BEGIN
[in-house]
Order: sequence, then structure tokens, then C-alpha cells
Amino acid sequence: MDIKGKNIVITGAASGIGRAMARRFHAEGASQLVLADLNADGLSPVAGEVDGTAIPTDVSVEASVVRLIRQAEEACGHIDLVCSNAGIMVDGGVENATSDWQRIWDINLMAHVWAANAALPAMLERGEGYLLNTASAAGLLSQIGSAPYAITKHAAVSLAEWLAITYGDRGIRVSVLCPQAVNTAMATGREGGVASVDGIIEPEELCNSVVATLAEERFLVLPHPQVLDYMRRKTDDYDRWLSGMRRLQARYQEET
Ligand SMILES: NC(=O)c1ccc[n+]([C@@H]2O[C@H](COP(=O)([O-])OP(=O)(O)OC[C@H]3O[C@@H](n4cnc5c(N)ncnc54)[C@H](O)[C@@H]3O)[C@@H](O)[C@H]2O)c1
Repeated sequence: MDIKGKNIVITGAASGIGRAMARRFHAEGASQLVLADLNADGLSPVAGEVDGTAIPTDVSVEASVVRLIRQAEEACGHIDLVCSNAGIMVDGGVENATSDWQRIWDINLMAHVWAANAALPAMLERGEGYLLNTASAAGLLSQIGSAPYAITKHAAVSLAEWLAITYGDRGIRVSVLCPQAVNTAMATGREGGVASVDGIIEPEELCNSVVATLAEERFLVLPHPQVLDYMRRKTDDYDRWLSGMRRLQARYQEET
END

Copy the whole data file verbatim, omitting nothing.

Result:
[in-house]
Order: sequence, then structure tokens, then C-alpha cells
Amino acid sequence: MDIKGKNIVITGAASGIGRAMARRFHAEGASQLVLADLNADGLSPVAGEVDGTAIPTDVSVEASVVRLIRQAEEACGHIDLVCSNAGIMVDGGVENATSDWQRIWDINLMAHVWAANAALPAMLERGEGYLLNTASAAGLLSQIGSAPYAITKHAAVSLAEWLAITYGDRGIRVSVLCPQAVNTAMATGREGGVASVDGIIEPEELCNSVVATLAEERFLVLPHPQVLDYMRRKTDDYDRWLSGMRRLQARYQEET
Ligand SMILES: NC(=O)c1ccc[n+]([C@@H]2O[C@H](COP(=O)([O-])OP(=O)(O)OC[C@H]3O[C@@H](n4cnc5c(N)ncnc54)[C@H](O)[C@@H]3O)[C@@H](O)[C@H]2O)c1
Repeated sequence: MDIKGKNIVITGAASGIGRAMARRFHAEGASQLVLADLNADGLSPVAGEVDGTAIPTDVSVEASVVRLIRQAEEACGHIDLVCSNAGIMVDGGVENATSDWQRIWDINLMAHVWAANAALPAMLERGEGYLLNTASAAGLLSQIGSAPYAITKHAAVSLAEWLAITYGDRGIRVSVLCPQAVNTAMATGREGGVASVDGIIEPEELCNSVVATLAEERFLVLPHPQVLDYMRRKTDDYDRWLSGMRRLQARYQEET